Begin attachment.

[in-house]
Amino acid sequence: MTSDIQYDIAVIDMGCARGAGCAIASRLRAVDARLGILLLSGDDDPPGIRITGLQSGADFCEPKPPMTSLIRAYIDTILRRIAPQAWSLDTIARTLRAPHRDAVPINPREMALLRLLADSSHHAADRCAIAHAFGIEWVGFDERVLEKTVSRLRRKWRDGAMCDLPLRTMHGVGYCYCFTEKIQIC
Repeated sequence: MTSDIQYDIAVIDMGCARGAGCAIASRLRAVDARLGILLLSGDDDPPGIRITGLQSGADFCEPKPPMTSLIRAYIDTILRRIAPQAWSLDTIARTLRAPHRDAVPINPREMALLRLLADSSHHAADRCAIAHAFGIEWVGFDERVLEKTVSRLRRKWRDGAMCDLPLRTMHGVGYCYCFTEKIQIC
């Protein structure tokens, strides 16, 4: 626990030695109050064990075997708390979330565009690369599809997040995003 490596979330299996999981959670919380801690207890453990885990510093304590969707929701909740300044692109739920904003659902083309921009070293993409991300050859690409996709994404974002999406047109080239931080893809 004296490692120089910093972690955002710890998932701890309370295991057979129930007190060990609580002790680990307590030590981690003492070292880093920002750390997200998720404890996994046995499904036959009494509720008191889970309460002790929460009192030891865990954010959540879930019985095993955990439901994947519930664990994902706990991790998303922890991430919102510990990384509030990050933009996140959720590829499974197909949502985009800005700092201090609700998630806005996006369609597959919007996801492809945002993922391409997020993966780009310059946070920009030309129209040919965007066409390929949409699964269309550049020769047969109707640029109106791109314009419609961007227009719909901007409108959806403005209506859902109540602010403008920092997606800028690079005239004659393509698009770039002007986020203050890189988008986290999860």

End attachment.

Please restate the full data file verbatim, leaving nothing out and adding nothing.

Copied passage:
[in-house]
Amino acid sequence: MTSDIQYDIAVIDMGCARGAGCAIASRLRAVDARLGILLLSGDDDPPGIRITGLQSGADFCEPKPPMTSLIRAYIDTILRRIAPQAWSLDTIARTLRAPHRDAVPINPREMALLRLLADSSHHAADRCAIAHAFGIEWVGFDERVLEKTVSRLRRKWRDGAMCDLPLRTMHGVGYCYCFTEKIQIC
Repeated sequence: MTSDIQYDIAVIDMGCARGAGCAIASRLRAVDARLGILLLSGDDDPPGIRITGLQSGADFCEPKPPMTSLIRAYIDTILRRIAPQAWSLDTIARTLRAPHRDAVPINPREMALLRLLADSSHHAADRCAIAHAFGIEWVGFDERVLEKTVSRLRRKWRDGAMCDLPLRTMHGVGYCYCFTEKIQIC
């Protein structure tokens, strides 16, 4: 626990030695109050064990075997708390979330565009690369599809997040995003 490596979330299996999981959670919380801690207890453990885990510093304590969707929701909740300044692109739920904003659902083309921009070293993409991300050859690409996709994404974002999406047109080239931080893809 004296490692120089910093972690955002710890998932701890309370295991057979129930007190060990609580002790680990307590030590981690003492070292880093920002750390997200998720404890996994046995499904036959009494509720008191889970309460002790929460009192030891865990954010959540879930019985095993955990439901994947519930664990994902706990991790998303922890991430919102510990990384509030990050933009996140959720590829499974197909949502985009800005700092201090609700998630806005996006369609597959919007996801492809945002993922391409997020993966780009310059946070920009030309129209040919965007066409390929949409699964269309550049020769047969109707640029109106791109314009419609961007227009719909901007409108959806403005209506859902109540602010403008920092997606800028690079005239004659393509698009770039002007986020203050890189988008986290999860």